Symptoms

People on the autism spectrum generally have problems in three crucial areas of development — social interaction, language and behavior. However, since it is a spectrum disability, the symptoms and severity vary greatly. Also, two individuals with the same diagnosis may act quite differently and exhibit strikingly different skills.

People with severe autism have marked impairments or a complete inability to communicate or interact with other people. Signs of autism might become apparent in some children in early infancy. On the other hand, some children may develop normally for the first few months or years of life, but then suddenly become withdrawn or aggressive or lose language skills they've already acquired.

Though each individual with autism will have a unique pattern of behavior, there are some common symptoms are below:

Social skills

  • The person fails to respond to his or her name
  • Has poor eye contact
  • Appears not to hear you at times
  • Resists cuddling and holding
  • Appears unaware of others' feelings
  • Seems to prefer playing alone — retreats into his or her own world
  • Doesn't ask for help or request things

Language

  • The person doesn't speak or has delayed speech
  • Loses previously acquired ability to say words or sentences
  • Doesn't make eye contact when making requests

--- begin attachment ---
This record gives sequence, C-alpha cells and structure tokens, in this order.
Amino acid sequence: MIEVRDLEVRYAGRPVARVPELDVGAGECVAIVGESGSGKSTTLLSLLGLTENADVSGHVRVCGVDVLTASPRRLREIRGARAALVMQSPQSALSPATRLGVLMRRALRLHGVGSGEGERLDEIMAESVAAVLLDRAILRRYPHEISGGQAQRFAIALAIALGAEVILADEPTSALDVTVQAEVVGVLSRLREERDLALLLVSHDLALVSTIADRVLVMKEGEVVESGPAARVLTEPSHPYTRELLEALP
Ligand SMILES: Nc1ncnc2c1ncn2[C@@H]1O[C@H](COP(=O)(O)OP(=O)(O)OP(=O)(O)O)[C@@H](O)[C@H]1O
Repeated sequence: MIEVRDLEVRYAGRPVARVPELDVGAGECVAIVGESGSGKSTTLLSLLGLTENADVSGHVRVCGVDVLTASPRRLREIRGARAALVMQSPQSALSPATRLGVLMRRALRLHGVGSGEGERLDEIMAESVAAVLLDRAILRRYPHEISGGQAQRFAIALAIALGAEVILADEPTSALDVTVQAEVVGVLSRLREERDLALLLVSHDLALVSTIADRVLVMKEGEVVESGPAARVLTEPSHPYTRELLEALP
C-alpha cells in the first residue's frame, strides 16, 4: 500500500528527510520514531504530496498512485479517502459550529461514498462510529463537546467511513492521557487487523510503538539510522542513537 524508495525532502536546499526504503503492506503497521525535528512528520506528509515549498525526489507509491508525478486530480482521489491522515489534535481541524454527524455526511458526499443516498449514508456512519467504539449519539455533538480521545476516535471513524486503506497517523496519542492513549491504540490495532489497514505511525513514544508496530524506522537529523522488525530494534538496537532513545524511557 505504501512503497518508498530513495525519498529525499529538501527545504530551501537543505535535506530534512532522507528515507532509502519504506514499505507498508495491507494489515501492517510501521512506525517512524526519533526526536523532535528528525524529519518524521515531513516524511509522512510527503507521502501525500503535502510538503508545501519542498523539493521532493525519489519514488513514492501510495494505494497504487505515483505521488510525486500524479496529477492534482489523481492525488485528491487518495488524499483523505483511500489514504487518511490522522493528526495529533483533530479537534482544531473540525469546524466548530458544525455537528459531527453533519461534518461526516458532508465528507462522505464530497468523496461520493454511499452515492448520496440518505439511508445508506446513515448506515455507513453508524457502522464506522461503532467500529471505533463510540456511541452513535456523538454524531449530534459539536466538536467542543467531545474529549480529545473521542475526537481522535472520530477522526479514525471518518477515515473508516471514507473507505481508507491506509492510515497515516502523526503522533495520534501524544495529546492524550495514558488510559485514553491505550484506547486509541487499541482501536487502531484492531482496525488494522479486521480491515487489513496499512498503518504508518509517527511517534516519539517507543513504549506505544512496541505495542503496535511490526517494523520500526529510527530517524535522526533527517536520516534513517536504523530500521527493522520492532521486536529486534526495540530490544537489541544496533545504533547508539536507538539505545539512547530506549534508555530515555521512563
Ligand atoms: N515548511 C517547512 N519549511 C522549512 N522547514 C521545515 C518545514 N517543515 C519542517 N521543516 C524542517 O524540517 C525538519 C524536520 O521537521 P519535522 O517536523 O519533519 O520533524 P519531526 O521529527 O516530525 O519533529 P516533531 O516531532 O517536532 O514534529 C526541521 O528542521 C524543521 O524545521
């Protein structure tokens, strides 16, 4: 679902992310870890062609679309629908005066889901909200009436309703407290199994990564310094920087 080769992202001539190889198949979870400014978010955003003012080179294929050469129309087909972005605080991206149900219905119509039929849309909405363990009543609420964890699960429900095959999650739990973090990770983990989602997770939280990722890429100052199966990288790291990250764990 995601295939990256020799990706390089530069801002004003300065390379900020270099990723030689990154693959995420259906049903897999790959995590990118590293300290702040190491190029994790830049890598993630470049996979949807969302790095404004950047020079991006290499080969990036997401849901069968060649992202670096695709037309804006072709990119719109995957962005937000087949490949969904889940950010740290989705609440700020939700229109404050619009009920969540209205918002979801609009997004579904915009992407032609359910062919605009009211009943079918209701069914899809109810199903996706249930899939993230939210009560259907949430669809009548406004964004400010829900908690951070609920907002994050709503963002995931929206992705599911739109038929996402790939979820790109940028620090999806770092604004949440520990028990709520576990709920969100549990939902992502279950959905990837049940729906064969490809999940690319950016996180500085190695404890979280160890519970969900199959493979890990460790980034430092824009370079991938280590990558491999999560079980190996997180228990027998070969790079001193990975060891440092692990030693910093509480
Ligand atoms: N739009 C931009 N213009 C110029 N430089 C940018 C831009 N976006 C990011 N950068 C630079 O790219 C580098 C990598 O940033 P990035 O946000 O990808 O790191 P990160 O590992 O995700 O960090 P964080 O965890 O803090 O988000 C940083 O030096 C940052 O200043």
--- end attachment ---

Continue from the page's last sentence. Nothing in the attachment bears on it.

• Speaks with an abnormal tone or rhythm — may use a singsong voice or robot-like speech
  • Can't start a conversation or keep one going
  • May repeat words or phrases verbatim, but doesn't understand how to use them
  • Doesn't appear to understand simple questions or directions

Behavior

The person performs repetitive movements, such as rocking, spinning or hand-flapping

  • Develops specific routines or rituals and becomes disturbed at the slightest change
  • Moves constantly
  • May be fascinated by details of an object, such as the spinning wheels of a toy car, but doesn't understand the "big picture" of the subject
  • May be unusually sensitive to light, sound and touch, and yet oblivious to pain
  • Does not engage in imitative or make-believe play
  • May have odd food preferences, such as eating only a few foods, or craving items that are not food, such as chalk or dirt
  • May perform activities that could cause self-harm, such as head banging

Most children with autism are slow learners. They take time to acquire new skills and may show signs of lower than normal intelligence. However, some children with autism have normal to high intelligence. These children despite having trouble communicating, applying what they know in everyday life and adjusting in social situations, learn very quickly. Some have exceptional skills in a specific areas, such as art, math or music.